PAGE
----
IC11 produces one output that goes high for each scan (each enabling pulse) during which one of the sensors senses a potato. The other output goes low for each scan during which one of the sensors senses a potato.
The enabling pulse from IC9 is also inverted by IC17. The inverted output is an input to both IC18, which reinverts the signal and sends it to 150 nanosecond delay line IC19, and to NAND gate IC20. The delayed signal from IC19 is the other input of IC20. IC20 produces a 150 nanosecond negative going pulse beginning at the end of an enabling signal. The pulse from IC20 is inverted by IC21.
When operation of the circuit first begins and before a potato comes into view, the output of IC11, which goes high when a potato comes into view, is low. This output is an input of NAND gate IC22. The output of IC21, which is a 150 nanosecond positive pulse at the end of each enabling pulse (the end of each scan of the sensors by the camera), is also an input to IC22. The third input to IC22 comes from a flip-flop IC23. This flip-flop should be in its reset state when operation of the circuit begins. In that state, the output, which is an input to IC22, will be high. The output of IC22 is thus high.
When a potato is sensed by a sensor during a scan, the output of IC11, which is an input to IC22, becomes high. At the end of the scan, upon receiving the positive pulse from IC21, all inputs of IC22 being high, the output of IC22 goes low. The output is low for the 150 nanoseconds during which all inputs are high. This pulse output of IC22 is inverted by inverter IC24 and becomes a positive pulse, which is sent to binary counter IC25. This counter may be a Signetics N7493. It is connected so that it counts four pulses from IC24, and, upon receipt of the fourth pulse, the output shown goes high. (Actually, there must be four consecutive pulses counted, because the counter is reset as explained later if a scan occurs with no potato sensed).
The high output of IC25 causes the outputs of flip-flop IC23 to change state at the end of the next pulse from IC21 (the end of the next scan). This causes the output of IC23, which is an input of IC22, to go low, causing the output of IC22 to remain in its high state (no more pulses produced) until flip-flop IC23 is reset, and causing the output of IC23, which is the input to inverter IC26, to go high. The high output from IC23 is also one input of flip-flop IC27.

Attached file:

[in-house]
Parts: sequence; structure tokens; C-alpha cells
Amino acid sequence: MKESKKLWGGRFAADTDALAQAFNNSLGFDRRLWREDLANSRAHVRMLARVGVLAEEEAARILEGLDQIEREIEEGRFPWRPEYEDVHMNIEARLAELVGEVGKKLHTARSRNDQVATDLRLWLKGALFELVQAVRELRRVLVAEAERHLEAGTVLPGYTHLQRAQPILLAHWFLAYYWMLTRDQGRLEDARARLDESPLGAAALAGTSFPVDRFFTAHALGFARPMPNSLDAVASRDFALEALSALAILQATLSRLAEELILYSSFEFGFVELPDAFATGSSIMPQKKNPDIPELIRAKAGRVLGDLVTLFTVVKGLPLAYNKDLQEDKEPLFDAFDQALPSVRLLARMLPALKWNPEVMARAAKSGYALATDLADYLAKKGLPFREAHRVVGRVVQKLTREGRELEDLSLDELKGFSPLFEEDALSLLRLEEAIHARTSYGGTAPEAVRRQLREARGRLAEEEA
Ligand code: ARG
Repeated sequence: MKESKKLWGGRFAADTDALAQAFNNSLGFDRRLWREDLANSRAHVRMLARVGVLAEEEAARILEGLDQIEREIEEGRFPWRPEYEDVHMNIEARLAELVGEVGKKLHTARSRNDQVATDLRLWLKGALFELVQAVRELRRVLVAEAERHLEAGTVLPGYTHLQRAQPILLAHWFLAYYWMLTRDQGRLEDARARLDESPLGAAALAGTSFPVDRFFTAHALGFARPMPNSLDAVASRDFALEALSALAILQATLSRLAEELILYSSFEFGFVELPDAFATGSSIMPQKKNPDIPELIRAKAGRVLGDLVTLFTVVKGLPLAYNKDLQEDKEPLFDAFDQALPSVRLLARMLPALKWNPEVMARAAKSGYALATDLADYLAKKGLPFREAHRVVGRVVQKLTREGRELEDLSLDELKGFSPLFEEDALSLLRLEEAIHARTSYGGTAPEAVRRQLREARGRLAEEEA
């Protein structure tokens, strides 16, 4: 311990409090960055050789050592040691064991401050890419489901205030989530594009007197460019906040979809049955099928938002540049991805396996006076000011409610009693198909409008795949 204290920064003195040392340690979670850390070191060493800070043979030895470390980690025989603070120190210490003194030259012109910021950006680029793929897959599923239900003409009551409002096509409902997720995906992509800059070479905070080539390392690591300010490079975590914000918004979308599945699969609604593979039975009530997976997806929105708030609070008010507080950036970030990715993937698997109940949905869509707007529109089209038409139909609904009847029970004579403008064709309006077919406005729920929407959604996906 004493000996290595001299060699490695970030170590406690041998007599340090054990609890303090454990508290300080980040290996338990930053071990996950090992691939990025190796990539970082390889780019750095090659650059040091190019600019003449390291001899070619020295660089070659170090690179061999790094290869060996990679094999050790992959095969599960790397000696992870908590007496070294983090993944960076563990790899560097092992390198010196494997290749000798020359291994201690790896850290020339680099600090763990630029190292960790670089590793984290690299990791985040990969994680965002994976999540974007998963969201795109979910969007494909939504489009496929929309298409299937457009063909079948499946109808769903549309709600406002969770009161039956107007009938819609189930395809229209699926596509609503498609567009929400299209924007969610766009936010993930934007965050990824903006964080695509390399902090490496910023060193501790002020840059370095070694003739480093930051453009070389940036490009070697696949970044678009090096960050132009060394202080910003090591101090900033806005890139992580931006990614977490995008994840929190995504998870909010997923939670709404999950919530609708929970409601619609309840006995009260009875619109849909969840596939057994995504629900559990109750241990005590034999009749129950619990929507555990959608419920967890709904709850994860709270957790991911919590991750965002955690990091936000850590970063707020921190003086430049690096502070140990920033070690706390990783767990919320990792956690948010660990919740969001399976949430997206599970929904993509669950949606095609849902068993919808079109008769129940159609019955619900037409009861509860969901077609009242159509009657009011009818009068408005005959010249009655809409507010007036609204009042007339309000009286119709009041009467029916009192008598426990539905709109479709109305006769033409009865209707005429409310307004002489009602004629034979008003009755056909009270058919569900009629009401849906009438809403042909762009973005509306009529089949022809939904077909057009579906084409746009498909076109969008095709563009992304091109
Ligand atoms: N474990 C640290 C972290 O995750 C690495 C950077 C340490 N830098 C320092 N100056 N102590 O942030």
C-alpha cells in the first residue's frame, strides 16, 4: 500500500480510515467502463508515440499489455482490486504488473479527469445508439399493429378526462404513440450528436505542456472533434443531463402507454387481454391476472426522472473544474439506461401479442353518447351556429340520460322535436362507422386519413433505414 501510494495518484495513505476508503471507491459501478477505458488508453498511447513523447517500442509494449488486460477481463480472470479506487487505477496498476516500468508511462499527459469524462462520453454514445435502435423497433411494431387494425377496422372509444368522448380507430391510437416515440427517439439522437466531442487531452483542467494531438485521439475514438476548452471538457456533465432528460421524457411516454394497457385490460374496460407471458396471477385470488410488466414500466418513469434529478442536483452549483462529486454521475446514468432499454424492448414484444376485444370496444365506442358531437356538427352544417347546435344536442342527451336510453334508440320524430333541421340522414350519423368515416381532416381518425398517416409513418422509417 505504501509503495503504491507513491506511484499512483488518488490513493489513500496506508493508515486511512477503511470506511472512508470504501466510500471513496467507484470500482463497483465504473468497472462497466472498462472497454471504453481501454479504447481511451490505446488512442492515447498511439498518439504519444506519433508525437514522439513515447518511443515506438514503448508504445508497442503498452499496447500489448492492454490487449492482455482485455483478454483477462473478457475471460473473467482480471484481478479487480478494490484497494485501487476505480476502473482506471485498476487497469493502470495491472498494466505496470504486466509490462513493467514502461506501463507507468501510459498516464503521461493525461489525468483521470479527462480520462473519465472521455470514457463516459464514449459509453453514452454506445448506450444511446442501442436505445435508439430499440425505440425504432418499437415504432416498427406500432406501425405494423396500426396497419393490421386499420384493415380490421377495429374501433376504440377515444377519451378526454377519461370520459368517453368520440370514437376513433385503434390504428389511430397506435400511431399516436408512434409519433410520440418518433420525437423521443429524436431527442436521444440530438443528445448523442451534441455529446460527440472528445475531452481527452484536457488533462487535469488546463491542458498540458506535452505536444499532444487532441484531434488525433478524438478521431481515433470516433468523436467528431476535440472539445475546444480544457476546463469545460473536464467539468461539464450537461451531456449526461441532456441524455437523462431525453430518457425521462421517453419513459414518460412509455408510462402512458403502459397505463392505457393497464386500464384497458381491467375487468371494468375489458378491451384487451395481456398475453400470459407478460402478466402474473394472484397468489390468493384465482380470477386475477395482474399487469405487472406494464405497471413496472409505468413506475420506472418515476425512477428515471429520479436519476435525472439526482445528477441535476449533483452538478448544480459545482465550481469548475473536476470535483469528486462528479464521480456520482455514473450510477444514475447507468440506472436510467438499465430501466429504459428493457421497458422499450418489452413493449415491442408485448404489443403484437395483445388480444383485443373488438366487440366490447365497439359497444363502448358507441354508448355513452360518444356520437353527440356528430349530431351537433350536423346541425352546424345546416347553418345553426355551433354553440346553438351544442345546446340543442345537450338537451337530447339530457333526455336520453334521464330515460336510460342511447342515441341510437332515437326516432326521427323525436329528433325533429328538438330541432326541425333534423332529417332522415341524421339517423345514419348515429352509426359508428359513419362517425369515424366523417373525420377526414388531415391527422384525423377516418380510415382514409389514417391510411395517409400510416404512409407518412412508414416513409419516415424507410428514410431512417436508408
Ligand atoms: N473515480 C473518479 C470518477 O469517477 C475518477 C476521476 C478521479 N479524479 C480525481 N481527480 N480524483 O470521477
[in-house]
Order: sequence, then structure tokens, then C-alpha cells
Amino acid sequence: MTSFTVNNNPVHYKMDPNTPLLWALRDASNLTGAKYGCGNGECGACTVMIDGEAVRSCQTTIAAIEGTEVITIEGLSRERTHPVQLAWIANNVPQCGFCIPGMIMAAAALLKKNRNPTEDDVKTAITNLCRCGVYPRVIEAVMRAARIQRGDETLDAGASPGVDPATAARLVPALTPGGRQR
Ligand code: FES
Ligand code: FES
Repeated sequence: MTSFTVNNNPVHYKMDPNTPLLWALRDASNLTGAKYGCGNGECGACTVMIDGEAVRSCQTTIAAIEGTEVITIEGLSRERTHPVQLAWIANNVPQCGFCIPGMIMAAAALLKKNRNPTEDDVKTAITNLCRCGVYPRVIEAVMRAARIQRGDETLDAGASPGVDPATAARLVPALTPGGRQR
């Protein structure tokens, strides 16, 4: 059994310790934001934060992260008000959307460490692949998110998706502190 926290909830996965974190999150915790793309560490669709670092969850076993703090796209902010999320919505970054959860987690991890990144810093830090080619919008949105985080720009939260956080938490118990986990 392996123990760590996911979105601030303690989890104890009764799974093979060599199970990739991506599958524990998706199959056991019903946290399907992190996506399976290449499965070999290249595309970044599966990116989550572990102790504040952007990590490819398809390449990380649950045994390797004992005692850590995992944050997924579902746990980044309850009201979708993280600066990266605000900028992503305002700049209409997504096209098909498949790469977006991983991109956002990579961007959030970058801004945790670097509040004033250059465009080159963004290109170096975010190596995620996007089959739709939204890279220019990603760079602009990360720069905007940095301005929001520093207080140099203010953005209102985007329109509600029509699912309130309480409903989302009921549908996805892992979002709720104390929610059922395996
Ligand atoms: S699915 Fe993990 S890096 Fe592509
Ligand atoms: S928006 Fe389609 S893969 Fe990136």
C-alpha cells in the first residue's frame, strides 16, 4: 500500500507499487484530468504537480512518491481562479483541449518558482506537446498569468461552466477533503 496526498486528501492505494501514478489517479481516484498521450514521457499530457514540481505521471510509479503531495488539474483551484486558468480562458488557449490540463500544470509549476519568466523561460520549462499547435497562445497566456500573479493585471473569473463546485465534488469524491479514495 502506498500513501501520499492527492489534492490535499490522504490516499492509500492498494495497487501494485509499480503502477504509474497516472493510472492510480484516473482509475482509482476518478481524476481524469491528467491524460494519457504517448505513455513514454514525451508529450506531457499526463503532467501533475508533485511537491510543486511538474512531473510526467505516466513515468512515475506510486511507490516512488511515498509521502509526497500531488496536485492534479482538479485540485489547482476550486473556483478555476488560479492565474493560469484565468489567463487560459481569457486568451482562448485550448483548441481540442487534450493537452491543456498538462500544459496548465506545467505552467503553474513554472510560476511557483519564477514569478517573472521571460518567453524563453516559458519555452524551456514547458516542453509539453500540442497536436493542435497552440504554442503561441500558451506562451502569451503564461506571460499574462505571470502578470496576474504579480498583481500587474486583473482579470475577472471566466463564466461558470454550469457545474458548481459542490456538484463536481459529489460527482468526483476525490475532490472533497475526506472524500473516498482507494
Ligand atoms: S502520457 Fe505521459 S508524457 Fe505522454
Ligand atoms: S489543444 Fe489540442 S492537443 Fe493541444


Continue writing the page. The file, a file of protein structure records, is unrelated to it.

The high output of IC23, inverted by IC26, is inverted again by inverter IC28. This provides a positive signal after four successive scans of the camera, during each of which at least one sensor has sensed a potato. This signal is also an input of NAND gate IC29. The other inputs of IC29 are the output of IC21 and the output of IC11 that is high when a potato is not sensed during a scan and is low when a potato is sensed during a scan. For any scans occurring before the output of IC28 goes high, the output of IC29 will be and will remain high, since all inputs of IC29 cannot be high. Once the output of IC28 goes high, the output of IC29 will go low at the end of a scan during which no sensors have sensed a potato. The negative going pulses from IC29 are counted by binary counter IC30, which is connected to produce a high output after four successive pulses from IC29 (four scans with no potato sensed). IC30 is reset when the output of IC11 goes high, indicating a scan during which a potato is sensed. Four successive scans without a potato in view are therefore required to produce an output from IC30.
The high output from counter IC30 is an input to NAND gate IC31. The output of IC21 is also an input to IC31. With the output of IC30 high, IC31 produces a pulse upon receipt of the pulse from IC21 at the end of the enabling signal. The puse from IC31 is inverted to a positive pulse by inverter IC32 and is sent to flip-flop IC27.
With the output from IC23 (that is an input to IC27) high, upon receipt by IC27 of the end of the positive pulse from IC32, the output of IC27 changes state so that the output of IC27 (used to reset flip-flop IC23) will go low, causing IC23 to reset and causing the output of IC27 (that is sent to the circuitry of FIGS. 12 and 14 through conductors interconnected at terminal C) to go high. When IC23 is reset, the outputs change state and the output that is sent to IC22 again goes high and the output that is sent to IC26 and to IC27 again goes low.